On Sat, Jul 13, 2013 at 12:46:17PM -0700, Kyle J. McKay wrote:
> I expect it will be easier just to normalize the URL without
> splitting. That is, lowercase the parts that are case-insensitive
> (scheme and host name) and adjust the URL-escaping to remove URL
> escaping (%xx) from characters that don't need it but add it to any
> for which it is required that are not escaped (according to RFC
I think you are suggesting doing better than this, but just to be clear,
we cannot treat the URL as a simple string and just decode and
One of the things that gets encoded are the delimiting characters. So if
I have the URL:
you would "canonicalize" it into:
But those are two different URLs entirely; the first has the username
"foo:bar", and the second has the username "foo" and the password "bar".
I admit that these are unlikely to come up in practice, but I am worried
that there is some room for mischief here. For example:
If we canonicalize that into:
and do a lookup, we think we are hitting example.com, but we are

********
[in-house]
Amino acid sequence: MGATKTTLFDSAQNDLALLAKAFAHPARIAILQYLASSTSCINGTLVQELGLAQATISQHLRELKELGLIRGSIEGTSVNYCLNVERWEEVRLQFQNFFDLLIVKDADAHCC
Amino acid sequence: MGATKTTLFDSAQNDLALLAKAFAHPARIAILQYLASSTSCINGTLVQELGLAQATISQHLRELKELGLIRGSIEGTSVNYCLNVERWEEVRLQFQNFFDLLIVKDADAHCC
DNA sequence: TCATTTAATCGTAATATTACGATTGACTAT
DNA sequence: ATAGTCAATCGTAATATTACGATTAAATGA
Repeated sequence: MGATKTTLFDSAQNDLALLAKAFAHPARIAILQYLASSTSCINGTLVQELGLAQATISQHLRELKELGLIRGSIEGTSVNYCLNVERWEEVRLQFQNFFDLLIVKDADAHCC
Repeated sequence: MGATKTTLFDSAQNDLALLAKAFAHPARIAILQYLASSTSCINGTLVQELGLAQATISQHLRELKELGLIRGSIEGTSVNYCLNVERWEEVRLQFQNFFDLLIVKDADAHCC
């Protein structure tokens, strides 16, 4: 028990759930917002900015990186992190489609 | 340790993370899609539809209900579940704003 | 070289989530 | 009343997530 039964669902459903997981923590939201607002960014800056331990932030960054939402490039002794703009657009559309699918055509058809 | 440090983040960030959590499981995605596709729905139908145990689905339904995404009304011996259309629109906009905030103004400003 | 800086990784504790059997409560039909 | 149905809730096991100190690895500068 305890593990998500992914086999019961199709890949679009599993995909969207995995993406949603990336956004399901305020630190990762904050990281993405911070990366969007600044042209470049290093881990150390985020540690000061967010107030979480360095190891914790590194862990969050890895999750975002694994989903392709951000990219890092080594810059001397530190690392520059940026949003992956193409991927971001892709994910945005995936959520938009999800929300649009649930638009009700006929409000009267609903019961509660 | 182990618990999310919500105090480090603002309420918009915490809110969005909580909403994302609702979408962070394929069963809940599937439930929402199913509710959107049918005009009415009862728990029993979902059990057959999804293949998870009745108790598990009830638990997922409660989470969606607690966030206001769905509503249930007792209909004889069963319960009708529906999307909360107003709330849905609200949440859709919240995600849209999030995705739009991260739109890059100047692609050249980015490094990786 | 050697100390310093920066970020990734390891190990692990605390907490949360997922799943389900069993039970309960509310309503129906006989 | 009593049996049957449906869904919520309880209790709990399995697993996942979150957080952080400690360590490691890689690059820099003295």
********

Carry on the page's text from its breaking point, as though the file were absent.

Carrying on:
actually hitting example.comtricky.host (i.e., that is how curl will
interpret it). If we were deciding to use a stored credential based on
that information, it would be quite bad (we would leak credentials to
the owner of comtricky.host). I know your patch does not impact the
credential lookup behavior, but it would be nice in the long run if the
two lookups followed the same rules.
So I think the three options are basically:
1. No decoding, require the user to use a consistent prefix between
config and other uses of the URL. I.e., your current patch. The
downside is that it doesn't handle any variation of input.
2. Full decoding into constituent parts. This handles canonicalization
of encoding, and also allows "wildcard" components (e.g., a URL
with username can match the generic "https://example.com" in the
config). The downside is that you cannot do a "longest prefix wins"
rule for overriding.
3. Full decoding as in (2), but then re-assemble into a canonicalized
encoded URL. The upside is that you get to do "longest prefix
wins", but you can no longer have wildcard components. I think this
is what you are suggesting in your mail.
I'm still in favor of (2), because I think the wildcard components are
important (and while I agree that the "longest prefix wins" is nicer, we
already have "last one wins" for the rest of the config, including the
credential URL matcher). But I certainly think (3) is better than (1).
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